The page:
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Chinese People Coping With Hot Summer Temperatures

Chinese men diving in Wuhan Hankou.

Chinese men diving in Wuhan Hankou.

From NetEase:

Many places in the country experience high summer heat, with temperatures both north and south nearing 40 degrees

July 5, recently many areas in China have had 35~37℃ high daytime temperatures, with some areas even having 38~40℃ hot weather. The weather bureau estimates that most of Southern China will continue to experience high temperatures and light rain for the upcoming week, with daytime temperatures reaching nearly 40℃, and residents everywhere using various methods to escape the summer heat.

Swimmers in Hainan, China during sunset.

Hainan residents enjoy a swim in Wanquanhe

2010 July 4, Hainan, many Qionghai city residents swim and enjoy the shade on the Wanquanhe banks at sunset. Chen Xuelun/Dongfang IC

Photographer sits under sunshade in Tiananmen Square, Beijing, China.

Photographer waits for customers underneath an umbrella

2010 July 5, Beijing, a tourist photographer waits for customers underneath an umbrella. During the hot day, the number of tourists at Tiananmen Square had clearly decreased. Zuo Ensen/CFP

Chinese man dives into river in Guangxi.

Guangxi crowds jump into the river to swim

July 5, Guangxi province Liuzhou, a man jumps into a river to swim. That day, most of Guangxi had temperatures exceeding 35 degrees, with the Guangxi meteorological observatory issuing yellow and orange high temperature warnings. Yan Huang/CFP

Crowds at the river front in Hubei.

Hubei city residents cool off on the river shores

2010 July 2 evening, a large amount of city residents flock towards Hubei Xiangfan Yuliang river shores, enjoying the refreshing river winds and waters. An Fubin/CFP

A crowded pool in Guangdong, China.

Crowded pool in Zhuhai

2010 July 3, Guandong Zhuhai, the Water City wave pool is filled with people seeking to escape the summer heat. Due to subtropical high pressure, Guangdong continuously has scorching hot temperatures. Currently, there have been 88 cities and counties in the entire province to have issued high heat alerts, amongst them Jiexi and Chaozhou have issued orange high heat alerts. Zhong Fan/CFP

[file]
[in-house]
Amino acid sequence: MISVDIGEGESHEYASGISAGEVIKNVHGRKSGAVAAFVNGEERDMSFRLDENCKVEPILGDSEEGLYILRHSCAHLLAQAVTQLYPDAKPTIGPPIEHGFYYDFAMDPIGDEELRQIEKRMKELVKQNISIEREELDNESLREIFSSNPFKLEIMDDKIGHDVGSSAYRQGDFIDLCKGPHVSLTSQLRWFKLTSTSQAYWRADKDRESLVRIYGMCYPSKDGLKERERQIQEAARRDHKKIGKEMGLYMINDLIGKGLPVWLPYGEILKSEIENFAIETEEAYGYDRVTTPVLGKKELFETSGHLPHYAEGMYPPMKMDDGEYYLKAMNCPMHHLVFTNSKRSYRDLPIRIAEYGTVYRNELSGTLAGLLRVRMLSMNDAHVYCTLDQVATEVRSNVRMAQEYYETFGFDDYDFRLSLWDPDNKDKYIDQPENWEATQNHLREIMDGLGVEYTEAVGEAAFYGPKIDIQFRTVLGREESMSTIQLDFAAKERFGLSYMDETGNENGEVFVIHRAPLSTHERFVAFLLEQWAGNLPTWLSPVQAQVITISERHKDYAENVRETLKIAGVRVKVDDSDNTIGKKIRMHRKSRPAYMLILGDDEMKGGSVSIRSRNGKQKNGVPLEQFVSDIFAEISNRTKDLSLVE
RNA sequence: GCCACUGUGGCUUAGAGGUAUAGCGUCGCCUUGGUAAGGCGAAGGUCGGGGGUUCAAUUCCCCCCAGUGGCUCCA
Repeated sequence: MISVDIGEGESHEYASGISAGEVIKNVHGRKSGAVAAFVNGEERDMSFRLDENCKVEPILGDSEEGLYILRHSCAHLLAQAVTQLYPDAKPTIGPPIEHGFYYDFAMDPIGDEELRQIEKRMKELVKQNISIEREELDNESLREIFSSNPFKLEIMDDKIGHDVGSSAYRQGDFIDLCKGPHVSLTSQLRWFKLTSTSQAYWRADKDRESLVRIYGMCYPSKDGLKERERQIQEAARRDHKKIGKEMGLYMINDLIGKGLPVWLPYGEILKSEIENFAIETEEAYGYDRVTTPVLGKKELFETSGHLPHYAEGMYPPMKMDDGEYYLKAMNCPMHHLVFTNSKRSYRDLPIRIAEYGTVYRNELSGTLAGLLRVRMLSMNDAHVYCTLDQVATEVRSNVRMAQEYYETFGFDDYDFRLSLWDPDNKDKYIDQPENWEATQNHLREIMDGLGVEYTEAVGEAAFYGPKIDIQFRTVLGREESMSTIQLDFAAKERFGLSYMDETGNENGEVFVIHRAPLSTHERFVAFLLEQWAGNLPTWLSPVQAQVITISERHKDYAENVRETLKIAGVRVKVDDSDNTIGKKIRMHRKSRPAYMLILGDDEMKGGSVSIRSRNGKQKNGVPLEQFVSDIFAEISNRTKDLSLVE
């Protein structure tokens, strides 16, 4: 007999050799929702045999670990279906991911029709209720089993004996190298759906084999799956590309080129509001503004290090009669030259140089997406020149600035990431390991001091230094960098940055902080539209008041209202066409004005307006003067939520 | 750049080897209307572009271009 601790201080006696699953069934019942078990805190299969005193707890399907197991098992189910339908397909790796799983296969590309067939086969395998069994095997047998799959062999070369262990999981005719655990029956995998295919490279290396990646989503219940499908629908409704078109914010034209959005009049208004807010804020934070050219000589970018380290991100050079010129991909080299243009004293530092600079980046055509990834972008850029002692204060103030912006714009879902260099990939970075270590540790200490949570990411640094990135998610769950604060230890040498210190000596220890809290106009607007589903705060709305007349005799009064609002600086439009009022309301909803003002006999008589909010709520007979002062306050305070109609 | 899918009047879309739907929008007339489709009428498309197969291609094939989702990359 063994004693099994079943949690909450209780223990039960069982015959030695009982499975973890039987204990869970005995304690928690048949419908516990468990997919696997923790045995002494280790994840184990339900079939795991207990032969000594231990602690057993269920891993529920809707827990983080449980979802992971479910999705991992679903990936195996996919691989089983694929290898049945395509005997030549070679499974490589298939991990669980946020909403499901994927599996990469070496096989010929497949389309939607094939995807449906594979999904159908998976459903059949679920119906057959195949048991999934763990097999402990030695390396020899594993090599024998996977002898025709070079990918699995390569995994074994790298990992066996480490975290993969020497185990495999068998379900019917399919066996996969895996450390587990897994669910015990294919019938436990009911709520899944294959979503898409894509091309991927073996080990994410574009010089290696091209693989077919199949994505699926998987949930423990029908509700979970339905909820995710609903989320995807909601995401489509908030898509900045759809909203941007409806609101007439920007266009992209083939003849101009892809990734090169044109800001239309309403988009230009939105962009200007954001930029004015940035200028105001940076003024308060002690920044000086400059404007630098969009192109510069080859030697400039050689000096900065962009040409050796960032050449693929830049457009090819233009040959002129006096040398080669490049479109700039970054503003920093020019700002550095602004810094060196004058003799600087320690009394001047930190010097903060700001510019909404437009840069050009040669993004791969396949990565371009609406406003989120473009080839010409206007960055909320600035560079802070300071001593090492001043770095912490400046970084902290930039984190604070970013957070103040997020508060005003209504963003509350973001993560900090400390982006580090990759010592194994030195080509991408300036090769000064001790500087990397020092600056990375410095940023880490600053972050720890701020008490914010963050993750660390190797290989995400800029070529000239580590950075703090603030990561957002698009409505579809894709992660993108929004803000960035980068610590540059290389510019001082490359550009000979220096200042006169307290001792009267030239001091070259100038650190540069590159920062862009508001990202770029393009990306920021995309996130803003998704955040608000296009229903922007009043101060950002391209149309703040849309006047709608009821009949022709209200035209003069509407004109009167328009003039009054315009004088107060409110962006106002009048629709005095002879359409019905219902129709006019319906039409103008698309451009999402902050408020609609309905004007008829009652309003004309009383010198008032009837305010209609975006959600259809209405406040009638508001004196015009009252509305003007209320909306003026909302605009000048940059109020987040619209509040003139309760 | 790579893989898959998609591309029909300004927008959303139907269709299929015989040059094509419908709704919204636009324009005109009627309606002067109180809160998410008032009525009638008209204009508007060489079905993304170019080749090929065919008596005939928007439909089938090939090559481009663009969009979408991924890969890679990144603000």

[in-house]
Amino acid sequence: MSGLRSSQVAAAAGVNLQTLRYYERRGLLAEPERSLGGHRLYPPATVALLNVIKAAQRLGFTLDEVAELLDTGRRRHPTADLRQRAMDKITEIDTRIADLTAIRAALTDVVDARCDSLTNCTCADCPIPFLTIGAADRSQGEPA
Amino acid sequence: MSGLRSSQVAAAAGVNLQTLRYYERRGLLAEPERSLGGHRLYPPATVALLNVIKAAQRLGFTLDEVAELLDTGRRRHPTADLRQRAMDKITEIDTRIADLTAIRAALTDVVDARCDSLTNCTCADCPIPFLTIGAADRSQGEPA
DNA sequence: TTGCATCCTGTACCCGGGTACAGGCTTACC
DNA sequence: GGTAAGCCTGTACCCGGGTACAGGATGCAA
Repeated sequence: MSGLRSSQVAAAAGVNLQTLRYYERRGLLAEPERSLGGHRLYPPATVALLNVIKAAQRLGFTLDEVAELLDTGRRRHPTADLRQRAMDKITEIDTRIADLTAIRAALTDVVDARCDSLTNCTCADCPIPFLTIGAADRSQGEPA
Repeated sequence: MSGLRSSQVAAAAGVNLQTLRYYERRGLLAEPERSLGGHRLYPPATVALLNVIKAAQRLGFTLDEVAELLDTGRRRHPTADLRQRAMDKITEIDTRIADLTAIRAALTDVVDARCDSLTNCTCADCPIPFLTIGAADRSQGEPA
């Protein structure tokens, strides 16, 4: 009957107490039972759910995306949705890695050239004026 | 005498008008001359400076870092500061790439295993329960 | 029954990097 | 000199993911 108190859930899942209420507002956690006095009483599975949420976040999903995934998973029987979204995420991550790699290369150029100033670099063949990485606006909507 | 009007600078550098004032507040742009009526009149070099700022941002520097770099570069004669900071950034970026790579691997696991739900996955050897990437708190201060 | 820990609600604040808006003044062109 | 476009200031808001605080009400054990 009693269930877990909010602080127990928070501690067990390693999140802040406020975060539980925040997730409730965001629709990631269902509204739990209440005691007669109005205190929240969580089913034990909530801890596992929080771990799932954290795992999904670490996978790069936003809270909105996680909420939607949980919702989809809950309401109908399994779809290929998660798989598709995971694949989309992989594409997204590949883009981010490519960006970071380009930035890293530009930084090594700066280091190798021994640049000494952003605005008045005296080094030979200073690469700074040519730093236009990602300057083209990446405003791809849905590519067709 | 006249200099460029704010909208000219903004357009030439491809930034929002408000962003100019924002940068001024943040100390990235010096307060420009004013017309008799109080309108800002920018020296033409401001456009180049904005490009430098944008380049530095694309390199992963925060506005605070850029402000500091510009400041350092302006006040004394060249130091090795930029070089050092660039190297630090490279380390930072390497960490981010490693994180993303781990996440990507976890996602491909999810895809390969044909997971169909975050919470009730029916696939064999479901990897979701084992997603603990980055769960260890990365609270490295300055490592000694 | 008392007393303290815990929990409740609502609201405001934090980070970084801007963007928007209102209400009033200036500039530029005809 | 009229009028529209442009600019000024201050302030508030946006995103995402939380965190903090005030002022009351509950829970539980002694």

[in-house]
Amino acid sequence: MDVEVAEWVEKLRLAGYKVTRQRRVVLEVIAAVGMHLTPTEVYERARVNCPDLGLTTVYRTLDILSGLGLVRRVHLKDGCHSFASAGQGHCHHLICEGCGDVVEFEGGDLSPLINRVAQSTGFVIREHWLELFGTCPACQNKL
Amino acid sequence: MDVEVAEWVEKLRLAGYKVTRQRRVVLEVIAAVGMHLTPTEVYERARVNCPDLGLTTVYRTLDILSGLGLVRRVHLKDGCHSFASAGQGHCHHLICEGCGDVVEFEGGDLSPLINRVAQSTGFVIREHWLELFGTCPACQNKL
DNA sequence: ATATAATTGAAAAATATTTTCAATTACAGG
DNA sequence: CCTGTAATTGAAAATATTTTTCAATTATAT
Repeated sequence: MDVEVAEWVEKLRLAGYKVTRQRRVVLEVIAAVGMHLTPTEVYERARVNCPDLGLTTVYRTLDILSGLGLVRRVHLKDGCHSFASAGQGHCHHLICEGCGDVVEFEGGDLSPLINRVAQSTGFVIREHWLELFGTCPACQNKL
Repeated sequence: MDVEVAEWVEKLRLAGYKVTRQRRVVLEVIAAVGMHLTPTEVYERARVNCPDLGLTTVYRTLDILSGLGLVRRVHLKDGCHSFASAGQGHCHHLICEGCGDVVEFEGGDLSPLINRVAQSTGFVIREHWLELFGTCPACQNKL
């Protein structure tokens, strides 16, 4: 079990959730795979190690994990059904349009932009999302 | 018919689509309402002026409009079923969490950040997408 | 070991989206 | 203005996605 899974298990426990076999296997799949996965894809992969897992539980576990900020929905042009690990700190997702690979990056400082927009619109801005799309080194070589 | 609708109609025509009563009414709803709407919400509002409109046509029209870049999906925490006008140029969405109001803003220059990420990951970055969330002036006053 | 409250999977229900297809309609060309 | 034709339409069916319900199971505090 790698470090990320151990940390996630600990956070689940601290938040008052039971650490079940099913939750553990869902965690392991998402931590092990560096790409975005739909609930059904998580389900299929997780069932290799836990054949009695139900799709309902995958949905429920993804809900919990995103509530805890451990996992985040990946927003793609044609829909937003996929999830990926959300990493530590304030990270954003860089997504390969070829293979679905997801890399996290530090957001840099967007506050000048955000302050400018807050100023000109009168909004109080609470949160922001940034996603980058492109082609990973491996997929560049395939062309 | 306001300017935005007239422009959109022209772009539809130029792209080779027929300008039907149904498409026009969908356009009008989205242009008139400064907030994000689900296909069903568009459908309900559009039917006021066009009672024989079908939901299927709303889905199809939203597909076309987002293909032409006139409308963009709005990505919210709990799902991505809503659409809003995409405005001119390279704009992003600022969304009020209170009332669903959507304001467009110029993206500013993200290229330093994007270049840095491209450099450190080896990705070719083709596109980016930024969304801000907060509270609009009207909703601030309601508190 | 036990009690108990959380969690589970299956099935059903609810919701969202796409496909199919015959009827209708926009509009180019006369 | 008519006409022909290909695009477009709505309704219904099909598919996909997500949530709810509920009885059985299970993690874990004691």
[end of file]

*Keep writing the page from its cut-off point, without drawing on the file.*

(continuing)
Crowds watching the 2010 World Cup in Chongqing.

Chongqing football fans watch the game in the cool

2010 July 3 night, Chongqing, football fans gather outdoors to enjoy the cool and watch the World Cup match. Zhang Chunhua/CFP

A small family hides in a Fujian tunnel to escape the summer heat.

A Fujian family hides in a tunnel to avoid heat stroke

2010 July 4, Fujian Quanzhou, the temperature difference between the tunnel and outside is nearly ten degrees, and this three-person family intentionally came here to escape the high temperatures. Fujian province meteorological bureau on July 3 continued issuing orange high temperature alerts, with the highest temperatures in Fujian reaching 36 degrees and above, and some exceeding 39 degrees. Xie Mingfei/CFP

Crowded beach in Qingdao.

Packed Qingdao outdoor swimming pool

2010 July 4, affected by high temperatures, Qingdao Number 1 sea water swimming pool received its first summer rush of people. Ma Xiaofeng/CFP

Chinese men diving in Wuhan Hankou.

Hankou residents dive to escape the heat

2010 July 1, as Wuhan temperatures reached 34 degrees Celsius, Hankou Longwangmiao residents went diving to escape the heat. Zhang Cai/CFP